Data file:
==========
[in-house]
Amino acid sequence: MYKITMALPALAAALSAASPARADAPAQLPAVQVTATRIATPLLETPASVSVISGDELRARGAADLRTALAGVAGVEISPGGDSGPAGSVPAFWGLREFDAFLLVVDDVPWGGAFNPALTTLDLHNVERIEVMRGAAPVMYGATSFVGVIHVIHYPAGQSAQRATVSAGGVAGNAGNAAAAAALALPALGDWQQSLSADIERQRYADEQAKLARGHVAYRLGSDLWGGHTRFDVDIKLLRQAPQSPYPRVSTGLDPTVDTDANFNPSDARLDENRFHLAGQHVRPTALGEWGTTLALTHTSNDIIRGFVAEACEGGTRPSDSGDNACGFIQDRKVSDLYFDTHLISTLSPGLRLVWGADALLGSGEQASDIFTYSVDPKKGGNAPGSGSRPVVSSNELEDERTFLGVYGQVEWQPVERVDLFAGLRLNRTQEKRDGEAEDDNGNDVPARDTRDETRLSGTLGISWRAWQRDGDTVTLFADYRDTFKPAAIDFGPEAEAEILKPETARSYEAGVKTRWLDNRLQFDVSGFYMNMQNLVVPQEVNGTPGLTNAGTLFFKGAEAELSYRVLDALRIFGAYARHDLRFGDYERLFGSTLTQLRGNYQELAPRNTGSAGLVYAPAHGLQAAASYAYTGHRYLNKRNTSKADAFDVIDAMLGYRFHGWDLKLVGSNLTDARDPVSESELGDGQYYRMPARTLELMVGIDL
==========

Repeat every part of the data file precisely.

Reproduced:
[in-house]
Amino acid sequence: MYKITMALPALAAALSAASPARADAPAQLPAVQVTATRIATPLLETPASVSVISGDELRARGAADLRTALAGVAGVEISPGGDSGPAGSVPAFWGLREFDAFLLVVDDVPWGGAFNPALTTLDLHNVERIEVMRGAAPVMYGATSFVGVIHVIHYPAGQSAQRATVSAGGVAGNAGNAAAAAALALPALGDWQQSLSADIERQRYADEQAKLARGHVAYRLGSDLWGGHTRFDVDIKLLRQAPQSPYPRVSTGLDPTVDTDANFNPSDARLDENRFHLAGQHVRPTALGEWGTTLALTHTSNDIIRGFVAEACEGGTRPSDSGDNACGFIQDRKVSDLYFDTHLISTLSPGLRLVWGADALLGSGEQASDIFTYSVDPKKGGNAPGSGSRPVVSSNELEDERTFLGVYGQVEWQPVERVDLFAGLRLNRTQEKRDGEAEDDNGNDVPARDTRDETRLSGTLGISWRAWQRDGDTVTLFADYRDTFKPAAIDFGPEAEAEILKPETARSYEAGVKTRWLDNRLQFDVSGFYMNMQNLVVPQEVNGTPGLTNAGTLFFKGAEAELSYRVLDALRIFGAYARHDLRFGDYERLFGSTLTQLRGNYQELAPRNTGSAGLVYAPAHGLQAAASYAYTGHRYLNKRNTSKADAFDVIDAMLGYRFHGWDLKLVGSNLTDARDPVSESELGDGQYYRMPARTLELMVGIDL